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NYU Langone doctors are experts at diagnosing small intestine cancer.
The small intestine is a tube-like organ that can be as much as 20 feet long. It is a part of the digestive system and helps break down food and absorb nutrients.
The small intestine has three sections. The duodenum is the first and shortest. It receives food that has been broken down in the stomach.
The middle section of the small intestine is called the jejunum. This is where most of the nutrients from food are absorbed.
The last section is the ileum. This is where the remaining absorption of nutrients occurs and where remaining contents pass into the large intestine, or colon.
Several types of cancer can arise in the small intestine. Adenocarcinoma is the most common. It develops from gland cells that line the intestine and secrete the fluid that aids digestion. Other types of small intestine cancer include carcinoids, which are a form of gastrointestinal neuroendocrine tumors, lymphoma, and sarcoma.
Crohn’s disease, which is chronic inflammation in the digestive tract, can lead to an increased risk of developing small intestine cancer.
People with certain hereditary genetic cancer syndromes are also at increased risk. These syndromes cause noncancerous growths called polyps to develop in the small intestine and other organs of the digestive tract. Polyps can eventually become cancerous. These hereditary syndromes include Lynch syndrome, familial adenomatous polyposis, which is also called FAP, and Peutz–Jeghers syndrome. NYU Langone specialists carefully monitor people with these genetic conditions for the development of small intestine tumors and other cancers of the digestive system.
Symptoms of small intestine cancer include abdominal pain, weight loss, nausea, vomiting, and gastrointestinal bleeding.
Tumors in the duodenum can sometimes grow large enough to block the common bile duct, a narrow tube that carries bile from the liver to the small intestine, where it aids in the breakdown and absorption of food. When this blockage occurs, bile backs up in the liver and enters the bloodstream. Eventually, this results in jaundice, which leads to symptoms such as yellowing of the skin and eyes, dark urine, light-colored stools, and itching.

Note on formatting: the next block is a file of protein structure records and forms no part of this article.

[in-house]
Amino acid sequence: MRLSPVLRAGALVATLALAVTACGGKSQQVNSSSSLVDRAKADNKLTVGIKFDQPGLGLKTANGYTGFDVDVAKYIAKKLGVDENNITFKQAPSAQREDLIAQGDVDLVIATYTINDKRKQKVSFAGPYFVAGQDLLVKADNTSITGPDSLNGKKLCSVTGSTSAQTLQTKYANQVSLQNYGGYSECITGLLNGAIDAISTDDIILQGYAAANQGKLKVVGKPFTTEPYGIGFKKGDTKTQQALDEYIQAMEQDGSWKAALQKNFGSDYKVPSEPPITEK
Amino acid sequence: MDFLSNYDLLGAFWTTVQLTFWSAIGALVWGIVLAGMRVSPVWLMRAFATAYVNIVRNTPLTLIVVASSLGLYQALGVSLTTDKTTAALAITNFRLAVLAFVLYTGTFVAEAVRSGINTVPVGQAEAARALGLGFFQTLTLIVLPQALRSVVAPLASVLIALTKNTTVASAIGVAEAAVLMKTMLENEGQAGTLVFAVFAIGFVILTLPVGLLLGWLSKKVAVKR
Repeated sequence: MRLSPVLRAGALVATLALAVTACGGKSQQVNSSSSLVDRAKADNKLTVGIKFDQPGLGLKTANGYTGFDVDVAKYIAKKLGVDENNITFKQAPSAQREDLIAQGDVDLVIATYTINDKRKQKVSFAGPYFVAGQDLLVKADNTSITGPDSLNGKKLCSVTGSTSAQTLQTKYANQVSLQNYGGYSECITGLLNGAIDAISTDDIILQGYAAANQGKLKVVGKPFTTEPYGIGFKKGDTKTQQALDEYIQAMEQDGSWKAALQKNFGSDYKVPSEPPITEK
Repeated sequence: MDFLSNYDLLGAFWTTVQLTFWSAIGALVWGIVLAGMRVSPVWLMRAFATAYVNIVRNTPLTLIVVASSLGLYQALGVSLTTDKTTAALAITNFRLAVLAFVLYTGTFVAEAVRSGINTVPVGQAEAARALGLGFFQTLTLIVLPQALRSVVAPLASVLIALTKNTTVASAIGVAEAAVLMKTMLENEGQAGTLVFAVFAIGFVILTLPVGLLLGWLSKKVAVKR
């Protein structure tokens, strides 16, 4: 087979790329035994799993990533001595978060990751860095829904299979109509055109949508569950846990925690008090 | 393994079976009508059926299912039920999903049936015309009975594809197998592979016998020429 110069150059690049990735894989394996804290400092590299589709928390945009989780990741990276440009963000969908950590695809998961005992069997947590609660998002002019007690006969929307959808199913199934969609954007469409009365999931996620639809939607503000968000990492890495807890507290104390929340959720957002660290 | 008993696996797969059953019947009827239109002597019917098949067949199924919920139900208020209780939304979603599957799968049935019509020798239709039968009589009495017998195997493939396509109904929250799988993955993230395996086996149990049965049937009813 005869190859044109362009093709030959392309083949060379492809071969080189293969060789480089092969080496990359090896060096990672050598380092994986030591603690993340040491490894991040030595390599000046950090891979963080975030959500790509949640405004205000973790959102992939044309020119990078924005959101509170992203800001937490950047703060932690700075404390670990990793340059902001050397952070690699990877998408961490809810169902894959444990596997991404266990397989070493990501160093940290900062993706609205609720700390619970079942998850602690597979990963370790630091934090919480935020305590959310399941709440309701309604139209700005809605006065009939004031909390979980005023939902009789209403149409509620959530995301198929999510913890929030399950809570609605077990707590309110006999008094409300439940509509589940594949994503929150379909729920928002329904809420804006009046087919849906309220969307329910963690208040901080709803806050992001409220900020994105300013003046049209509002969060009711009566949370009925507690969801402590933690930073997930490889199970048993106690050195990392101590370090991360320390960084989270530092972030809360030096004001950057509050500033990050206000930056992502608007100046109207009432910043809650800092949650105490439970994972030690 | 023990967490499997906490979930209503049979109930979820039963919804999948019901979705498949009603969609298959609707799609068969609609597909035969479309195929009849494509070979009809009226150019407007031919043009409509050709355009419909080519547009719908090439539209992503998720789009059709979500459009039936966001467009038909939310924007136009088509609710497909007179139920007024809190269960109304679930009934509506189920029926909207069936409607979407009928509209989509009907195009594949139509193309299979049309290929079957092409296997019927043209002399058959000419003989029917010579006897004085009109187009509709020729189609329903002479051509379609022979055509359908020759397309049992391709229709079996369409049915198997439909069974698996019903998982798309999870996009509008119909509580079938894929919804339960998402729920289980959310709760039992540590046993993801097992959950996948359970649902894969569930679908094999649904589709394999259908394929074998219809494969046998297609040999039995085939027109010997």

After asking about your symptoms and taking a medical history, your doctor may perform one or more of several tests to diagnose small intestine cancer.
During an upper endoscopy, the doctor uses an endoscope, which is a thin, lighted tube with a camera at its tip, to closely look at the lining of the esophagus, stomach, and duodenum. The endoscope is placed through the mouth and slowly passed through the esophagus, stomach, and duodenum to look for tumors.
Doctors can pass small surgical tools through the endoscope to take tissue samples, which can help diagnose small intestine cancer. Upper endoscopy typically requires sedation, which helps relax you.
Sometimes doctors use capsule endoscopy to detect tumors in the small intestine.
For this procedure, you swallow a small capsule with a tiny camera inside. As this capsule, which is about the size of a multivitamin, passes through the gastrointestinal tract, the camera takes thousands of pictures. These are transmitted via radio waves to a small receiver that you wear around your waist or place in a pocket.
It takes about eight hours for the capsule to pass through the gastrointestinal tract. It is excreted through a bowel movement and flushed down the toilet. Your doctor downloads the images from the receiver, paying special attention to those that are captured in the small intestine.